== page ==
It’s that time of year again and for those of us who still go to the malls rather than exclusively shop on line for Christmas gifts we often see the suspended red buckets and hear the tinkling bell by the folks who brave the weather while encouraging us to drop in our loose change to help the needy during this yearly fundraising effort. Since we have heard of some charitable organizations who have high overheard costs we may wonder if the money we put in the buckets actually ends up going to those less fortunate. The answer for this organization is a resounding YES! (To check this out further – or any other ‘fact’ or rumor regarding a wealth of topics go to Snopes.com as your fact-checker. It’s a great information equalizer!
The Salvation Army sponsors the Kettle Campaign which starts in November and ends on Christmas Eve. It is their main income stream and raises 70% of the yearly dollars needed to support food distribution, meal programs, shelters, emergency assistance and even Christmas toys for the underprivileged children in our communities. Nearly all of the bell ringers are volunteers. The charity does occasionally hire people in some areas of the country where there is a scarcity of volunteers. Typically these folks are from homeless shelters who are down on their luck. They may have few marketable skills but have a desire to work and help themselves. Look into their eyes and you will see people who have dealt with immeasurable struggles in life but are trying. To further clarify the process the red donation buckets are only opened and the collection counted by an employee when it is returned back to the main center in the evening. Knowing this information should help us feel more confident when deciding whether to reach into our pockets and dig a bit deeper. This organization is the real deal and does amazing things for people in need. What it doesn’t do well is advertise. Why? Because advertising costs money! (Maybe there is something to be said of charitable organizations who can afford to advertise continually!) Let’s help the Salvation Army by sharing this information about them with others.
The topic of charitable donations is a challenging one. In a recent study by Slovic published by ‘Frontiers in Psychology’ the data indicated that we are psychologically motivated (akin to being mentally wired) to help only one person at a time and that our compassion seems to fade when even two or more people are involved! Following this logic, getting people to give to an anonymous bell ringer becomes even more of a challenge. Maybe a ‘Thank you for your effort’ and a smile from us to them is in order as we drop our donations into their small red buckets.
The irony of Slovic’s finding is that other research has repeatedly shown that the giver – the compassionate person in life – is ultimately a happier individual compared to the person who just wants more for themselves. This latter group are easily recognized …they quickly dismiss any charitable donation with the statement, ‘They’re all alike….the money doesn’t really go to the needy etc. etc.’ The rest of us see right through their statements as simply excuses to hold on tightly to what they have – rather like Ebenezer Scrooge before he saw the light! A person with even a modicum of caring for others finds reasons to give rather than reasons to turn away. Their humanity proceeds them as they smile their way into tomorrow. We can recognize them a mile away as they offer a hand up to others.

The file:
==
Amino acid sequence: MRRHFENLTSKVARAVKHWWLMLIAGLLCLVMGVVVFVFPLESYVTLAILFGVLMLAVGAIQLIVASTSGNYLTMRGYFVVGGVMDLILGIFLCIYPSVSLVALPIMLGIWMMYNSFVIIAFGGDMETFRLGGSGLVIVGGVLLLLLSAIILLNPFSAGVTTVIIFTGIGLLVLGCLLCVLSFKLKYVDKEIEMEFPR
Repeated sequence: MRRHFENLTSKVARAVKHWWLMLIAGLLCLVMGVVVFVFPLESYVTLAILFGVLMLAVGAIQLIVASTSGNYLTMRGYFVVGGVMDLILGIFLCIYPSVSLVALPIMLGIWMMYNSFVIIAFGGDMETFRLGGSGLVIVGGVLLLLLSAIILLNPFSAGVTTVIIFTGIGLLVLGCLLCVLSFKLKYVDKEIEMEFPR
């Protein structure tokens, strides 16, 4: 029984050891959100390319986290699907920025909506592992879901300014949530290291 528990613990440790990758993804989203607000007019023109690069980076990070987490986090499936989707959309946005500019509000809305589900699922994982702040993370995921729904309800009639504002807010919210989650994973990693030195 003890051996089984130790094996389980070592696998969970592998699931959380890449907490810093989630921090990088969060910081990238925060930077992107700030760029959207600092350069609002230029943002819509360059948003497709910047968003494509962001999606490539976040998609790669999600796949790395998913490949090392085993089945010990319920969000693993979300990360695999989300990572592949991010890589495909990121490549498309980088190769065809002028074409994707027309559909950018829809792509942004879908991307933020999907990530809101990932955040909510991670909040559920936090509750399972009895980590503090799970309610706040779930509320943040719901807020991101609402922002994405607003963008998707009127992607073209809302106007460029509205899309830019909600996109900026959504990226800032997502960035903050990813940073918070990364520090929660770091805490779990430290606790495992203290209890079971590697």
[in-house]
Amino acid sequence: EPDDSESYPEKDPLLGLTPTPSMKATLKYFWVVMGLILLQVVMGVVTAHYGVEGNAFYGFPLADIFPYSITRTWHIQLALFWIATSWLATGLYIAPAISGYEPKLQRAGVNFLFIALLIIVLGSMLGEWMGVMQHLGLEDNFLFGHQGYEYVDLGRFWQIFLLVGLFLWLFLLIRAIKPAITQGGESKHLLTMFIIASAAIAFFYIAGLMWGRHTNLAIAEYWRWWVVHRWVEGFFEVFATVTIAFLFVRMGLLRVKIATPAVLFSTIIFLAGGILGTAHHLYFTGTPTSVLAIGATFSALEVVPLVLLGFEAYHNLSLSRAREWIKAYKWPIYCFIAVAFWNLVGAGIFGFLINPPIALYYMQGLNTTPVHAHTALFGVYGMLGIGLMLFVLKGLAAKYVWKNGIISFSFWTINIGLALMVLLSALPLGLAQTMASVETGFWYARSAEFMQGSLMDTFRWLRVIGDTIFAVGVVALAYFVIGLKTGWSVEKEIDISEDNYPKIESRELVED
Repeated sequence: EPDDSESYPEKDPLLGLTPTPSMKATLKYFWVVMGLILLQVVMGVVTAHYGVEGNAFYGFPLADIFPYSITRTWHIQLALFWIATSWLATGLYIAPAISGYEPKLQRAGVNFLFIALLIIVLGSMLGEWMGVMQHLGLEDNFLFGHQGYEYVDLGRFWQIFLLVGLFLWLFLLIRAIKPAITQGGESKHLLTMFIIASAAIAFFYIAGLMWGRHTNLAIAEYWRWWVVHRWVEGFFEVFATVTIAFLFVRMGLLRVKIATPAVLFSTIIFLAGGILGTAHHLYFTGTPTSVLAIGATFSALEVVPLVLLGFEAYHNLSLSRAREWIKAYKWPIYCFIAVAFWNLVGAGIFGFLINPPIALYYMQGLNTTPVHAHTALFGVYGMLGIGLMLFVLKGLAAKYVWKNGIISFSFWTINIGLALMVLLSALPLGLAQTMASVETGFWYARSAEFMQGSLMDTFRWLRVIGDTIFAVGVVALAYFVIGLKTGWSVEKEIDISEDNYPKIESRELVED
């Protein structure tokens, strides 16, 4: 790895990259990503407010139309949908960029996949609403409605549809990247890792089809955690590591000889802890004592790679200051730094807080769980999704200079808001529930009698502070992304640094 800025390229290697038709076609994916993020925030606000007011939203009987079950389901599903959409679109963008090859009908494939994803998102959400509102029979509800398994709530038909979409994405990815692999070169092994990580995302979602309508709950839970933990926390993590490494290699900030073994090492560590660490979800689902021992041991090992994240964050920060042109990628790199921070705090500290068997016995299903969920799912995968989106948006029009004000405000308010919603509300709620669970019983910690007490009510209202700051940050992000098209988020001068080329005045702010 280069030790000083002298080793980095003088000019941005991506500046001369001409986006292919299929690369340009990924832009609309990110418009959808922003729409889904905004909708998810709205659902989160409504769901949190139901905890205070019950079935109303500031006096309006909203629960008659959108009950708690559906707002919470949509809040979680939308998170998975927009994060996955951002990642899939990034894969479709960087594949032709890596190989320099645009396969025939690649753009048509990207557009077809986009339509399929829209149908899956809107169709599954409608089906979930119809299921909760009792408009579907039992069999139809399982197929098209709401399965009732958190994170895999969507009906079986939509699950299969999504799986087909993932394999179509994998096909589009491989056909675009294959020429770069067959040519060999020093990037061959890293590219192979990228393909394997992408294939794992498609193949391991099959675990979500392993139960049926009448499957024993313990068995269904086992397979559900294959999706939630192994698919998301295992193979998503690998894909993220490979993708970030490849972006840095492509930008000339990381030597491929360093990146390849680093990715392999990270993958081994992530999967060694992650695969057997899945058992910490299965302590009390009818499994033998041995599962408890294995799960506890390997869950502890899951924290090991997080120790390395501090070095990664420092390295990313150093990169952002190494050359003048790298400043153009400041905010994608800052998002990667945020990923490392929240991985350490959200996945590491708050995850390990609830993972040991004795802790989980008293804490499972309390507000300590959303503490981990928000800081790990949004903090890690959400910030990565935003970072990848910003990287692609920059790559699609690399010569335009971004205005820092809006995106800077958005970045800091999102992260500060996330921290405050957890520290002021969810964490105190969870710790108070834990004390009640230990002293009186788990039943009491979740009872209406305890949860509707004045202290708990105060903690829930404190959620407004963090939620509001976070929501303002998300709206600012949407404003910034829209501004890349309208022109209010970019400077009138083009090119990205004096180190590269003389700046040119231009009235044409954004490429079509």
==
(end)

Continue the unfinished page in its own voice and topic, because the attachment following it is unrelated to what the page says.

The next time we hear the sound of the ringing bell let’s personalize it by thinking of someone we know or even someone we have seen on the street that looked like they needed a good hot meal (Tiny Tim comes to mind) and visualize our donation going to them. The Universe has a way of putting our intent into action. Our coins or dollars will flow more freely and we’ll be happier from the inside out as the miracle of Christmas – the sharing and caring – magnifies.
Have a great few days!
Lending a hand, occasionally, to help others in time of need is important. After all, we find joy and reward in knowing that we have been instrumental in helping someone through a crisis. As with everything in life the ultimate issue is one of balance. At some point we might have to evaluate our efforts and decide how much time or emotional and financial support we are offering. Is it still enabling them to grow and become all they can be or has our involvement become so frequent that they now rely on us to solve their next problem or guide their next step. It’s so hard for givers to accept the reality that it may be time to back off and let someone that they care for experience the stress and challenge of their own circumstance. But when we are strong enough to stop ‘fixing’ we’ll see them experience the ultimate pride and self confidence that comes from wrestling with and overcoming their latest issue.
Life is tough and each of us has had to face a boat load of challenges and uncertainties. Some may have temporarily stopped us in our tracks. What caused us to persevere and learn resiliency in the process? Could it have been that help was no longer available or we chose to work it out ourselves by thinking ‘if it’s going to be it’s up to me?’
As givers we feel good inside when we see relief spread over the face of an individual we care about. Yet, we really do know intuitively when we are contributing to a person’s growth and when we have morphed into the role of an emotional or financial crutch. When we are brutally honest with ourselves we can admit when our ‘hand up’ has become a pattern or been reduced to simply a ‘hand out.’ It may be easier to say ‘Yes’ yet much more powerful to accept it when it is time to say ‘Enough.’